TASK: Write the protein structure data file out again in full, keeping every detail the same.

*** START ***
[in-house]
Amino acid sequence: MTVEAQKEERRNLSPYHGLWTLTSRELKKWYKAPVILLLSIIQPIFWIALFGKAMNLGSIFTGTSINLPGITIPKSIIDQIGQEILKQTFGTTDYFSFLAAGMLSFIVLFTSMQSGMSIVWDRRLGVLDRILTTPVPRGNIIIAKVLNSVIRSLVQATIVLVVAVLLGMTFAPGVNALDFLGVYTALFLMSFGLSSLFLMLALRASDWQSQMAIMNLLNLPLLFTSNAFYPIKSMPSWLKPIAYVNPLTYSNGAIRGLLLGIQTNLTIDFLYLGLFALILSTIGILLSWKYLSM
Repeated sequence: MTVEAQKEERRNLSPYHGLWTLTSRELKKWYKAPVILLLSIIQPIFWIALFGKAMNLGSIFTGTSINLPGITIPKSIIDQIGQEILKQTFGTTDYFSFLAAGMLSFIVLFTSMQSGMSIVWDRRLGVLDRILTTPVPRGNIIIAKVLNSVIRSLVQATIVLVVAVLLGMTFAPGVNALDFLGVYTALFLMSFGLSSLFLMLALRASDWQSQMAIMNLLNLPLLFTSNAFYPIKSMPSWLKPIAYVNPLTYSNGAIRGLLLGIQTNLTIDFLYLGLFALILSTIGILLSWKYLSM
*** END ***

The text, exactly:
[in-house]
Amino acid sequence: MTVEAQKEERRNLSPYHGLWTLTSRELKKWYKAPVILLLSIIQPIFWIALFGKAMNLGSIFTGTSINLPGITIPKSIIDQIGQEILKQTFGTTDYFSFLAAGMLSFIVLFTSMQSGMSIVWDRRLGVLDRILTTPVPRGNIIIAKVLNSVIRSLVQATIVLVVAVLLGMTFAPGVNALDFLGVYTALFLMSFGLSSLFLMLALRASDWQSQMAIMNLLNLPLLFTSNAFYPIKSMPSWLKPIAYVNPLTYSNGAIRGLLLGIQTNLTIDFLYLGLFALILSTIGILLSWKYLSM
Repeated sequence: MTVEAQKEERRNLSPYHGLWTLTSRELKKWYKAPVILLLSIIQPIFWIALFGKAMNLGSIFTGTSINLPGITIPKSIIDQIGQEILKQTFGTTDYFSFLAAGMLSFIVLFTSMQSGMSIVWDRRLGVLDRILTTPVPRGNIIIAKVLNSVIRSLVQATIVLVVAVLLGMTFAPGVNALDFLGVYTALFLMSFGLSSLFLMLALRASDWQSQMAIMNLLNLPLLFTSNAFYPIKSMPSWLKPIAYVNPLTYSNGAIRGLLLGIQTNLTIDFLYLGLFALILSTIGILLSWKYLSM